Ironworking Spreads into Sub-Saharan Africa Summary

  • Last updated on November 11, 2022

Iron production gradually extended out of North Africa and into East and West Africa, eventually covering the entire continent by the first century c.e.

Summary of Event

Ironworking, a significant technological advancement in any society, slowly made its way into sub-Saharan Africa after 800 b.c.e. Scholars, however, do not know the exact routes of transmission. Most suggest that a slow diffusion occurred along one or more links from Meroë, Africa’s first industrial city.

In Meroë, ironworking dates to 800-600 b.c.e. Artisans in Meroë benefited from ample supplies of coal, which was used to heat furnaces to more than 1,300 degrees Fahrenheit (700 degrees Celsius). They also had rich deposits of iron ore. Because of their special skills in iron smelting, craftspeople in Meroë most likely occupied a higher rung in society. Thus, iron production was perfected by smiths in Meroë in the first millennia b.c.e.

How Meroë acquired the iron-smelting process has engendered some debate. Some scholars suggest that the Phoenicians brought the technology to North Africa. They claim that the trans-Saharan trade probably carried the process across the desert and eventually into West Africa. Other historians believe that the Assyrians, with their iron weapons, introduced iron smelting to North Africa when they attacked the Egyptians. Evidence supports both groups of scholars.

Remnants of iron production have been discovered along the Jos Plateau in Nigeria, at an elevation of more than 1,000 feet (300 meters). Fragments of iron and furnaces have been recovered throughout Africa in sites from Egypt to Tutankhamen’s tomb and in West Africa as well as in the Horn of Africa. Iron recovered from the tomb of Tutankhamen indicates that it was present there around 1340 b.c.e. and perhaps even earlier. Iron daggers and blades were used in Egypt during the same time period, pointing to an earlier introduction. From Egypt, the technology spread out along the Nile River and reached the kingdom of Kush sometime around 500 b.c.e., perhaps even a century before.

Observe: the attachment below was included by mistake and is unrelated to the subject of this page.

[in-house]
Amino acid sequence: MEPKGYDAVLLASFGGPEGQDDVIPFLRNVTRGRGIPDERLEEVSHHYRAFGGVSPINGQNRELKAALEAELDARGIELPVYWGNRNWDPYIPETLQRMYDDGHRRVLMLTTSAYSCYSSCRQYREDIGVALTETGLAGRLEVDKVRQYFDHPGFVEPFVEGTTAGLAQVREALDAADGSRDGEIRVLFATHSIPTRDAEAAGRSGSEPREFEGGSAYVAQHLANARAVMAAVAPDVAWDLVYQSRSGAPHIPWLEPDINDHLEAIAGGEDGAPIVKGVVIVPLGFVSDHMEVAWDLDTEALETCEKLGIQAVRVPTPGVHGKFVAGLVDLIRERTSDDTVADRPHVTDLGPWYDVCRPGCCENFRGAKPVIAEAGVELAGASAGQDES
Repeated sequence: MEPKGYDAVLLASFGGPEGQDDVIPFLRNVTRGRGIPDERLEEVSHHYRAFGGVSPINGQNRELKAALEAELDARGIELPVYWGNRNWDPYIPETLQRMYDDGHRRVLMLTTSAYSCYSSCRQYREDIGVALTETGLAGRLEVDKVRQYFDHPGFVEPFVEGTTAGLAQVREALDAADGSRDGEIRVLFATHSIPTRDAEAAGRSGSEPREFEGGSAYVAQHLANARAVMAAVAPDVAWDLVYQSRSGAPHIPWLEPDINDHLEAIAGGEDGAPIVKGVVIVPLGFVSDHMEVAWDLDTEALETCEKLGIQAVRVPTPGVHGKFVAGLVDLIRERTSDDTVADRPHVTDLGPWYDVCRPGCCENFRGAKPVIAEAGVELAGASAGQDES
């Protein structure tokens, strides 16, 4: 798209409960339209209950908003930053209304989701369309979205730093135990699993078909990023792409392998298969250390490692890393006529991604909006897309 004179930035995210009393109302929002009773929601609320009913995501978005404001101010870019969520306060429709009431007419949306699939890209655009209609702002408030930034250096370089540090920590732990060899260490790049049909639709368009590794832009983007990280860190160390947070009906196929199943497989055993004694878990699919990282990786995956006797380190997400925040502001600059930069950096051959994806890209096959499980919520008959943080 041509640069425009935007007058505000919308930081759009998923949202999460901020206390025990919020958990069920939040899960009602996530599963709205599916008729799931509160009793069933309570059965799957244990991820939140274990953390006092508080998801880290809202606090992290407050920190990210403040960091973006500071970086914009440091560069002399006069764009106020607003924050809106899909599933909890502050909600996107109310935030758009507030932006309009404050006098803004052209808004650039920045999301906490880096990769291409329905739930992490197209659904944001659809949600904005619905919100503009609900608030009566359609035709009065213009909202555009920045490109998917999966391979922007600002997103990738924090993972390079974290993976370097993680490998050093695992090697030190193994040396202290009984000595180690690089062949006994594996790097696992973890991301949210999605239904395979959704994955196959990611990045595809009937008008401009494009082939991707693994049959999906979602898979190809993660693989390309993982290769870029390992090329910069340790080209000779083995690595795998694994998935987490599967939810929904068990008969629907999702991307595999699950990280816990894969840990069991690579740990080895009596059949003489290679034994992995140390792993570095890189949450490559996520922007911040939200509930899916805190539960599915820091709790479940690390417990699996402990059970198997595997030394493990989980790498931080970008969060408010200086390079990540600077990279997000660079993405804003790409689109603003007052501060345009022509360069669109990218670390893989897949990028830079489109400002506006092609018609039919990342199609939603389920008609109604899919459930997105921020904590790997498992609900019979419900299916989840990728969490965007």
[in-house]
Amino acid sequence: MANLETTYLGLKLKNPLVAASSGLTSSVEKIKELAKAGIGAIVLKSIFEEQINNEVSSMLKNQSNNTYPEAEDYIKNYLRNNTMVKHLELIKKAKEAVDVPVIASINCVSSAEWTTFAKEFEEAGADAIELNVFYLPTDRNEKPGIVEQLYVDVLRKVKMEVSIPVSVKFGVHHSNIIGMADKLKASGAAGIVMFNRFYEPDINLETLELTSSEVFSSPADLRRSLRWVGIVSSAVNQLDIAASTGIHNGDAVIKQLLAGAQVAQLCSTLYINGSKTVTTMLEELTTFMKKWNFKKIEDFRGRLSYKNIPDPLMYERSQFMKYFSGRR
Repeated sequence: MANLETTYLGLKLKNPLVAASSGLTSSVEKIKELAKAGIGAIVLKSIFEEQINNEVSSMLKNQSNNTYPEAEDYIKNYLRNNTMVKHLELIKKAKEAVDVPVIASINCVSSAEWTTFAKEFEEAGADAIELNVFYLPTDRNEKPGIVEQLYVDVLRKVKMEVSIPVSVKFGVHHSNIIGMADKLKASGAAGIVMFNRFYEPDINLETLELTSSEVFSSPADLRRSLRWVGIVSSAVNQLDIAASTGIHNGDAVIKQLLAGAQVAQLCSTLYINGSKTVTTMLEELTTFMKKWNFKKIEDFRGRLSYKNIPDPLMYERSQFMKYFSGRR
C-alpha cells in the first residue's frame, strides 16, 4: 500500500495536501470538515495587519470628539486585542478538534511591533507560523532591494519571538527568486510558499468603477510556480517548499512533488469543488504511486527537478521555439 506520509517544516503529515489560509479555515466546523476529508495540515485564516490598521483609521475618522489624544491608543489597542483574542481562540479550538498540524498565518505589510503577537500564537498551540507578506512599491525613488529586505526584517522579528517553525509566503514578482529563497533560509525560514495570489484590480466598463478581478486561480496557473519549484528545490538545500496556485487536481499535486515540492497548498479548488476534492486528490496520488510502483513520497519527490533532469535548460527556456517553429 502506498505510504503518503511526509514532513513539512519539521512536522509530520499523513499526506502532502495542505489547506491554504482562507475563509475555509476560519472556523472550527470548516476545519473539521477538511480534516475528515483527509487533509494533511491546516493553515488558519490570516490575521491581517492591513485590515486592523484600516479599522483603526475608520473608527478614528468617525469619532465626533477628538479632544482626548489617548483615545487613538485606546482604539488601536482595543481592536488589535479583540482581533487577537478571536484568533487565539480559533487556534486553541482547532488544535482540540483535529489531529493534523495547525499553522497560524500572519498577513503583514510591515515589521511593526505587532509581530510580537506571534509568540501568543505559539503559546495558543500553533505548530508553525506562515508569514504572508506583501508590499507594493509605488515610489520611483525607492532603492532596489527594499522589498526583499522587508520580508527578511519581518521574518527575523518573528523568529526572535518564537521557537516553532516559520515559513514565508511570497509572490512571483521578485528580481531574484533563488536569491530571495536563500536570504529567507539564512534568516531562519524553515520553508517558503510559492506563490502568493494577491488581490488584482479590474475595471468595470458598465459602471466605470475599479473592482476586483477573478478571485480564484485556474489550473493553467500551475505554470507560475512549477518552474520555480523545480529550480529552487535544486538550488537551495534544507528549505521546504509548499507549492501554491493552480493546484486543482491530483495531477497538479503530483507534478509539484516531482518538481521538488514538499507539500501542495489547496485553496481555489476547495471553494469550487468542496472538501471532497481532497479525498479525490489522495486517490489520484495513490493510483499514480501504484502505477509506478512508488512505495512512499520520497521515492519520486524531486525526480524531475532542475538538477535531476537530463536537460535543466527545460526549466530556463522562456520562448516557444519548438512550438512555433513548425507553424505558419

The diffusion of iron-smelting technology presents another problem to scholars, who do not agree on one single route of transmission. One possible path took the technology out of Meroë and into Rwanda-Uganda and even into northwestern Tanzania. It may have reached West Africa across the western portion of the Sahara Desert, carried by trans-Saharan traders. Still another avenue could have taken the process to the Mediterranean coast from the central Sahara Desert, from Meroë to Morocco.

By the first century c.e., iron smelting in Africa had progressed to cover most of the continent, from north to south. Trade probably facilitated its spread, and the cutting of trees to support hot fires in various types of furnaces most likely contributed to some deforestation.

The significance of iron production and its diffusion is that the African continent skipped over a lengthy period of bronze and copper production and went directly into iron smelting. Although it is possible that copper was also worked during this period, most of Africa advanced as a result of an Iron Age that occurred well before the technology of ironworking was commonly used in many other areas of the world.

Significance

Iron smelting in sub-Saharan Africa represents a major step forward in human history. Rather than going through the bronze and copper stages, Africa for the most part leaped into an Iron Age. With Meroë as a center for industrial Africa, the process of smelting spread throughout sub-Saharan Africa between 800 and 600 b.c.e., finally covering the entire continent by the first century c.e.

Further Reading
  • citation-type="booksimple"

    xlink:type="simple">July, Robert W. A History of the African People. Prospect Heights, Ill: Waveland, 1998. This book provides important background to iron technology in Africa. Maps, bibliography, and index.
  • citation-type="booksimple"

    xlink:type="simple">Miller, Duncan E., and Nikolaas J. Van Der Merwe. “Early Metal Working in Sub-Sahara Africa: A Review of Recent Research.” Journal of African History 35 (1994): 1-36. Provides good background to the scholarly argument concerning the spread of iron smelting in Africa. Maps and dictionary of key terms.
  • citation-type="booksimple"

    xlink:type="simple">Munson, Patrick J. “Africa’s Prehistoric Past.” In Africa, edited by Phyllis M. Martin and Patrick O. O’Meara. Bloomington: Indiana University Press, 1977. Gives background on iron smelting. Maps.
  • citation-type="booksimple"

    xlink:type="simple">Oliver, Roland, and Brian M. Fagan. Africa in the Iron Age. New York: Cambridge University Press, 1975. This book furnishes background on iron smelting and technology in Africa to 500 c.e. Maps, bibliography, and index.

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